Mayor Péter Fenyves, Member of Parliament Gábor Törő, Ambassador András Dékány of the Ministry of Human Capacities, Principal Krisztina Birkás, Teachers and Staff, Students,
Jó napot kívánok! Good morning! Thank you very much for the invitation to join you today and for the very warm welcome to Mór!
Since 2008, the Ministry of Human Capacities and the U.S. Embassy have selected several schools around Hungary to organize “America Days.” This program represents the excellent, ongoing cooperation between the United States and Hungary and highlights the importance of person-to-person exchanges. My colleagues Maurice Pettiford and Yan Schall from the U.S. Embassy in Budapest and I really value these opportunities to share our experiences and thoughts about the United States, our people, history, and culture with students like you.
As Senator Fulbright, the founder of the U.S. Government’s most prestigious exchange program, the Fulbright Scholarship, once said, “Educational exchange can turn nations into people, contributing as no other form of communication can to the humanizing of international relations.”
I thought about Senator Fulbright and this quote when I considered the theme you chose for today: Multiculturalism and the Culture of Tolerance in the United States. Senator Fulbright meant that meeting someone from another country – face-to-face – is the best way to get to know not just another culture, but another person. When you take the time to learn about someone else, to hear someone else’s perspective on life, you learn about the individual – the complex, nuanced person – and you see past stereotypes.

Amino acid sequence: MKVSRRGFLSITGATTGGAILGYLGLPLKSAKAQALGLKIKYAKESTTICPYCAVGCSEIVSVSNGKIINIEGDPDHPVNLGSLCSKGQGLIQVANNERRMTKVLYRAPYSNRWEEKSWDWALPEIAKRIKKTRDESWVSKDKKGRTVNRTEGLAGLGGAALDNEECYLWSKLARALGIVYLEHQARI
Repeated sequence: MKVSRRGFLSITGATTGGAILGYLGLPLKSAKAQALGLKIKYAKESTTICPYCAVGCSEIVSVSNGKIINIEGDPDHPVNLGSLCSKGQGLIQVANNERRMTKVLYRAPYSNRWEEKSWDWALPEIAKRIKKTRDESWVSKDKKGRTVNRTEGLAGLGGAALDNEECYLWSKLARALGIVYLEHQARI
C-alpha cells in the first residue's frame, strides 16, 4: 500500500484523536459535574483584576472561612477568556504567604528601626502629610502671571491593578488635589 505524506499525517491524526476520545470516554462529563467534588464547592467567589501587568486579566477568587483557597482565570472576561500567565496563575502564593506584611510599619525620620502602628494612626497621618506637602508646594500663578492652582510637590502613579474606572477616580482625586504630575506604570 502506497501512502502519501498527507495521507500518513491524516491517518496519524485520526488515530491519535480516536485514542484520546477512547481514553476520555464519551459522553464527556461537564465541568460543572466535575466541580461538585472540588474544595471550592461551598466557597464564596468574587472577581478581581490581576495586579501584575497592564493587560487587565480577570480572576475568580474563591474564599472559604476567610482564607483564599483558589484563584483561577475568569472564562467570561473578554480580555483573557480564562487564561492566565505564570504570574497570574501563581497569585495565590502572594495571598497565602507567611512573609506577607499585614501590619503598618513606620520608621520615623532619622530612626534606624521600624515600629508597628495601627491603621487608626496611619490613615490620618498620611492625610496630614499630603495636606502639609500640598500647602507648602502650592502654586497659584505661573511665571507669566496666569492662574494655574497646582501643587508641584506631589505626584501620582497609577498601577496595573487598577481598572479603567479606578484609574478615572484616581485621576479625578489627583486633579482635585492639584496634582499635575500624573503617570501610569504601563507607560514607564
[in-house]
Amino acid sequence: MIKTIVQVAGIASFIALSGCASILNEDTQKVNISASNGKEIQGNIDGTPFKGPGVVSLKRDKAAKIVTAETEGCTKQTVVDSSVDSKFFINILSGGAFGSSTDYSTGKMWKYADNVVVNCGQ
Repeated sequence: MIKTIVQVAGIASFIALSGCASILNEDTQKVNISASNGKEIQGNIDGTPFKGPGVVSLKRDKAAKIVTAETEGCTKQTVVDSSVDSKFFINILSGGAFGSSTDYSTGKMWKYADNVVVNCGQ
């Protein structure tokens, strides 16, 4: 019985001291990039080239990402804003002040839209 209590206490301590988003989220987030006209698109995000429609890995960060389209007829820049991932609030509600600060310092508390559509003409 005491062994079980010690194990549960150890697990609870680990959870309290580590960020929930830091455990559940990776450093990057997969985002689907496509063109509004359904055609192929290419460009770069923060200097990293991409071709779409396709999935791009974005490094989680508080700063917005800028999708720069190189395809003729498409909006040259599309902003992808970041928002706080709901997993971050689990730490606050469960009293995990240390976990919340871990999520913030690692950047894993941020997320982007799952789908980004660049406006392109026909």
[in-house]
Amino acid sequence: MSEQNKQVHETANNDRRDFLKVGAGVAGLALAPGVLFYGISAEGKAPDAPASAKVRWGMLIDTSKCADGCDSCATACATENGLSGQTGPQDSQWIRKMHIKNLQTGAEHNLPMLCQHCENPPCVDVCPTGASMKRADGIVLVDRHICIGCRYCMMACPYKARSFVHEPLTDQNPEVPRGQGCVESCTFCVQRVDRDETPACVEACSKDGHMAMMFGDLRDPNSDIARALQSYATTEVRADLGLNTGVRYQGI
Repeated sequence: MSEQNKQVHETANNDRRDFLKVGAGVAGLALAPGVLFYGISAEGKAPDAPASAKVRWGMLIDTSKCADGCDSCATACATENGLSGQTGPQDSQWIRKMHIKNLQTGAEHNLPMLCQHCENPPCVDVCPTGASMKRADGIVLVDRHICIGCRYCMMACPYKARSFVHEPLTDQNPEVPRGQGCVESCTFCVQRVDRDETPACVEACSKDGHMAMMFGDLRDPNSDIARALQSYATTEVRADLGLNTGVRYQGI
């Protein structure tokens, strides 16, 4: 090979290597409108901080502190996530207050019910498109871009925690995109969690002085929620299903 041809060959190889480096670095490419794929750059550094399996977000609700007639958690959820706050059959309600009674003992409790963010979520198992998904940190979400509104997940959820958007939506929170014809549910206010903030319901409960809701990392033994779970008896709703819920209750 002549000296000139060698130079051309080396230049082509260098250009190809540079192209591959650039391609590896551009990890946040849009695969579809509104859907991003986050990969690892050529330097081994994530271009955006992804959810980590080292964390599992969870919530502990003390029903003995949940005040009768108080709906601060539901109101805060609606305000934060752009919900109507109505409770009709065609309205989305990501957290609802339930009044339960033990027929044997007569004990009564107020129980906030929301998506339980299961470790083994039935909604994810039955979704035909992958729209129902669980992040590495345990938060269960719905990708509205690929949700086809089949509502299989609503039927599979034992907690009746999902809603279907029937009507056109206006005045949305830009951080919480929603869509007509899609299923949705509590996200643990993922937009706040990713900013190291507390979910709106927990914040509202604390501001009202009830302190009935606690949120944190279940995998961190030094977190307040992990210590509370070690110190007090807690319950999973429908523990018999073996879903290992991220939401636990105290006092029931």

This is definitely a lesson that I’ve learned in my own life. I grew up in the middle of America, near Chicago, but I went to university in the south, in the state of Virginia. I studied politics and economics, and studied international relations for one year in rainy Scotland. And after all of that, I found myself in sunny Los Angeles, working in television and the arts. During my time in California, I volunteered for several social and environmental causes, which led me to public service and eventually here, to Budapest.
In all of my travels and interactions with people around the world, I’ve discovered a couple of things about culture. First, culture can be a really big concept. It can be the idea of an entire country, a community with a shared history stretching back hundreds of years. But it can also be a very intimate concept, such as the traditions and practices unique to individual families.